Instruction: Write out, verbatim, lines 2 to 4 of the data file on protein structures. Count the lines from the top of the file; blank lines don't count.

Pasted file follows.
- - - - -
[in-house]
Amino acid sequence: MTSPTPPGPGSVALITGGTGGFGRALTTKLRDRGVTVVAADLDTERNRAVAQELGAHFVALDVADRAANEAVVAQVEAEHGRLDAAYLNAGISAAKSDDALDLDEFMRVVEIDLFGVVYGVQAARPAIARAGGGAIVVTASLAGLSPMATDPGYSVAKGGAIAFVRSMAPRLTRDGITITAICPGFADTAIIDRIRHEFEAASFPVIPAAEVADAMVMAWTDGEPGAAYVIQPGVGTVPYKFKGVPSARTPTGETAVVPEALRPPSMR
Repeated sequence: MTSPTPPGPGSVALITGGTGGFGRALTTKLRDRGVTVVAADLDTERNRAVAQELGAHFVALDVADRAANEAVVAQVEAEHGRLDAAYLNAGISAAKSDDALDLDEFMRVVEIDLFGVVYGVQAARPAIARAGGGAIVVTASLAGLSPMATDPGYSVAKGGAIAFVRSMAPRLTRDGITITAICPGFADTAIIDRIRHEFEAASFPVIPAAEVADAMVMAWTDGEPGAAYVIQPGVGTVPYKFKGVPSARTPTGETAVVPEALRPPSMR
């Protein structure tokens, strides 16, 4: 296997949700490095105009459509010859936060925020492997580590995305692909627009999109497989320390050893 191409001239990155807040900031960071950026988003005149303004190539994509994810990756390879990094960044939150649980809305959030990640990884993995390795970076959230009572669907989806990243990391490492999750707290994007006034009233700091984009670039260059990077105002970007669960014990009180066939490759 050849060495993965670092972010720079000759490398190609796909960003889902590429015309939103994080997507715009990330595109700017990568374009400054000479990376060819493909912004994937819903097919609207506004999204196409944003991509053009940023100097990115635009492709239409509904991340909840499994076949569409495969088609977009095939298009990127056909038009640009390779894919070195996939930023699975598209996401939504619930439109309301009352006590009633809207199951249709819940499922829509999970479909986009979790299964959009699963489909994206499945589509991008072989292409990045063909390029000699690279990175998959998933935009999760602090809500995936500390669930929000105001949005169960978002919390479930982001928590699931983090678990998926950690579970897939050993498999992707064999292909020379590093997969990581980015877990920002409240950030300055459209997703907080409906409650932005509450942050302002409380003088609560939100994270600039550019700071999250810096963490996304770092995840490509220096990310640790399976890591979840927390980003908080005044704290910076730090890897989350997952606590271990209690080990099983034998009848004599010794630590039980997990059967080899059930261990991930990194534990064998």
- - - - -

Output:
Amino acid sequence: MTSPTPPGPGSVALITGGTGGFGRALTTKLRDRGVTVVAADLDTERNRAVAQELGAHFVALDVADRAANEAVVAQVEAEHGRLDAAYLNAGISAAKSDDALDLDEFMRVVEIDLFGVVYGVQAARPAIARAGGGAIVVTASLAGLSPMATDPGYSVAKGGAIAFVRSMAPRLTRDGITITAICPGFADTAIIDRIRHEFEAASFPVIPAAEVADAMVMAWTDGEPGAAYVIQPGVGTVPYKFKGVPSARTPTGETAVVPEALRPPSMR
Repeated sequence: MTSPTPPGPGSVALITGGTGGFGRALTTKLRDRGVTVVAADLDTERNRAVAQELGAHFVALDVADRAANEAVVAQVEAEHGRLDAAYLNAGISAAKSDDALDLDEFMRVVEIDLFGVVYGVQAARPAIARAGGGAIVVTASLAGLSPMATDPGYSVAKGGAIAFVRSMAPRLTRDGITITAICPGFADTAIIDRIRHEFEAASFPVIPAAEVADAMVMAWTDGEPGAAYVIQPGVGTVPYKFKGVPSARTPTGETAVVPEALRPPSMR
């Protein structure tokens, strides 16, 4: 296997949700490095105009459509010859936060925020492997580590995305692909627009999109497989320390050893 191409001239990155807040900031960071950026988003005149303004190539994509994810990756390879990094960044939150649980809305959030990640990884993995390795970076959230009572669907989806990243990391490492999750707290994007006034009233700091984009670039260059990077105002970007669960014990009180066939490759 050849060495993965670092972010720079000759490398190609796909960003889902590429015309939103994080997507715009990330595109700017990568374009400054000479990376060819493909912004994937819903097919609207506004999204196409944003991509053009940023100097990115635009492709239409509904991340909840499994076949569409495969088609977009095939298009990127056909038009640009390779894919070195996939930023699975598209996401939504619930439109309301009352006590009633809207199951249709819940499922829509999970479909986009979790299964959009699963489909994206499945589509991008072989292409990045063909390029000699690279990175998959998933935009999760602090809500995936500390669930929000105001949005169960978002919390479930982001928590699931983090678990998926950690579970897939050993498999992707064999292909020379590093997969990581980015877990920002409240950030300055459209997703907080409906409650932005509450942050302002409380003088609560939100994270600039550019700071999250810096963490996304770092995840490509220096990310640790399976890591979840927390980003908080005044704290910076730090890897989350997952606590271990209690080990099983034998009848004599010794630590039980997990059967080899059930261990991930990194534990064998």